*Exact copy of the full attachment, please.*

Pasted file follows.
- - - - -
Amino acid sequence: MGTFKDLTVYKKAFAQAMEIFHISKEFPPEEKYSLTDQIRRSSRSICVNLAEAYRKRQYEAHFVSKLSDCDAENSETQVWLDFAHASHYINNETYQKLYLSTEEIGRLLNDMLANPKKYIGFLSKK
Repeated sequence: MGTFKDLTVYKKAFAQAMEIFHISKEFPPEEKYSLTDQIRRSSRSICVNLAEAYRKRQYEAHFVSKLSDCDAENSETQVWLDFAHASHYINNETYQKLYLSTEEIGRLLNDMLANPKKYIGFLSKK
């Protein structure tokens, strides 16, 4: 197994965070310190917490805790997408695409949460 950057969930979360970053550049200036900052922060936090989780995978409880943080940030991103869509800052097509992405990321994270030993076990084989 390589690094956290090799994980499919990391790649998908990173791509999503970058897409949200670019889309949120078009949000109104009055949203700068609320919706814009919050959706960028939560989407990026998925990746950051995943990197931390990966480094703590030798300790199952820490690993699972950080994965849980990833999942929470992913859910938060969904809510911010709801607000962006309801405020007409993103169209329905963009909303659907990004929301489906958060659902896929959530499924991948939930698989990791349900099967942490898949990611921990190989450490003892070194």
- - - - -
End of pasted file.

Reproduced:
Amino acid sequence: MGTFKDLTVYKKAFAQAMEIFHISKEFPPEEKYSLTDQIRRSSRSICVNLAEAYRKRQYEAHFVSKLSDCDAENSETQVWLDFAHASHYINNETYQKLYLSTEEIGRLLNDMLANPKKYIGFLSKK
Repeated sequence: MGTFKDLTVYKKAFAQAMEIFHISKEFPPEEKYSLTDQIRRSSRSICVNLAEAYRKRQYEAHFVSKLSDCDAENSETQVWLDFAHASHYINNETYQKLYLSTEEIGRLLNDMLANPKKYIGFLSKK
């Protein structure tokens, strides 16, 4: 197994965070310190917490805790997408695409949460 950057969930979360970053550049200036900052922060936090989780995978409880943080940030991103869509800052097509992405990321994270030993076990084989 390589690094956290090799994980499919990391790649998908990173791509999503970058897409949200670019889309949120078009949000109104009055949203700068609320919706814009919050959706960028939560989407990026998925990746950051995943990197931390990966480094703590030798300790199952820490690993699972950080994965849980990833999942929470992913859910938060969904809510911010709801607000962006309801405020007409993103169209329905963009909303659907990004929301489906958060659902896929959530499924991948939930698989990791349900099967942490898949990611921990190989450490003892070194």